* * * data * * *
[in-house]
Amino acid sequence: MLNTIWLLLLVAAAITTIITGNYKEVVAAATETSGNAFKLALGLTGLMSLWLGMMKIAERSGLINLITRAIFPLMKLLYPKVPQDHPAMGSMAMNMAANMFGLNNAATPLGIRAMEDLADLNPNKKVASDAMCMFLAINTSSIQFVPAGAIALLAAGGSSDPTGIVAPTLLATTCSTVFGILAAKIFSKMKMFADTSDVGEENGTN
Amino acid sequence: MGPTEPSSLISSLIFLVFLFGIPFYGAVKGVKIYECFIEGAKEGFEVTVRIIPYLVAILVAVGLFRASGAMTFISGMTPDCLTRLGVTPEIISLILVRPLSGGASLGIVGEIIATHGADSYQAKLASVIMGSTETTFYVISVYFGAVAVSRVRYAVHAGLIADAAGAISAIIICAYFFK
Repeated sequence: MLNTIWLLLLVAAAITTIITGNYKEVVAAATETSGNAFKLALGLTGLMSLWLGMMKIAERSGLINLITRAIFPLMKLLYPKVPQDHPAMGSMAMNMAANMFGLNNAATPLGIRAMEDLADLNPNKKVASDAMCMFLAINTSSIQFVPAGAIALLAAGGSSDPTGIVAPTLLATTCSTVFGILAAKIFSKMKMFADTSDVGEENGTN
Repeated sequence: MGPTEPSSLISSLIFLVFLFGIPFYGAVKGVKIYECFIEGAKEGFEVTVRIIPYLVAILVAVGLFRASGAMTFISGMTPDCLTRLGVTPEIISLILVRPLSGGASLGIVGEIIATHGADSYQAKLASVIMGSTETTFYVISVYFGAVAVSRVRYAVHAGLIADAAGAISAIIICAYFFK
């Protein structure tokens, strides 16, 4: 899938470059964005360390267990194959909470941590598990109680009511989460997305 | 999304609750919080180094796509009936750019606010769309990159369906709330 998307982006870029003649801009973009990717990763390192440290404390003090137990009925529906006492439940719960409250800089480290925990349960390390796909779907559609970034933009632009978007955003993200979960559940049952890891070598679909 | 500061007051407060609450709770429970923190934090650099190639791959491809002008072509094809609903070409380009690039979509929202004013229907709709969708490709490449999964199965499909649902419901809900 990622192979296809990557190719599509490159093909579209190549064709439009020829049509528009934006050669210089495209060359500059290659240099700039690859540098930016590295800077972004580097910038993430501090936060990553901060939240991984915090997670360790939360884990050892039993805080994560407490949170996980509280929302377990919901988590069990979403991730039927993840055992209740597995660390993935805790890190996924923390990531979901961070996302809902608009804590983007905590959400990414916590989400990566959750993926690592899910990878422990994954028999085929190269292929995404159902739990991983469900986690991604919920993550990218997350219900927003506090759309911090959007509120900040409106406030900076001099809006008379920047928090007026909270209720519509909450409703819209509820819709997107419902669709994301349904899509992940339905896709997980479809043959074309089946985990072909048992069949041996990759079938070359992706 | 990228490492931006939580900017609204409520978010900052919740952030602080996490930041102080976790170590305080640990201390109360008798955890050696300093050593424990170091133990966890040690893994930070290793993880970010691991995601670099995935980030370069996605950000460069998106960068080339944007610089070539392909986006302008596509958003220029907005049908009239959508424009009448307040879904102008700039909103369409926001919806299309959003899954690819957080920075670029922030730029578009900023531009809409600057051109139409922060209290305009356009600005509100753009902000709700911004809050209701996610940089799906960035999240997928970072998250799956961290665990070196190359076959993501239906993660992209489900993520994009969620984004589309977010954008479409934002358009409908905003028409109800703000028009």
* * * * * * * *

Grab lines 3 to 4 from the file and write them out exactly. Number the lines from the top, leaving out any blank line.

Amino acid sequence: MGPTEPSSLISSLIFLVFLFGIPFYGAVKGVKIYECFIEGAKEGFEVTVRIIPYLVAILVAVGLFRASGAMTFISGMTPDCLTRLGVTPEIISLILVRPLSGGASLGIVGEIIATHGADSYQAKLASVIMGSTETTFYVISVYFGAVAVSRVRYAVHAGLIADAAGAISAIIICAYFFK
Repeated sequence: MLNTIWLLLLVAAAITTIITGNYKEVVAAATETSGNAFKLALGLTGLMSLWLGMMKIAERSGLINLITRAIFPLMKLLYPKVPQDHPAMGSMAMNMAANMFGLNNAATPLGIRAMEDLADLNPNKKVASDAMCMFLAINTSSIQFVPAGAIALLAAGGSSDPTGIVAPTLLATTCSTVFGILAAKIFSKMKMFADTSDVGEENGTN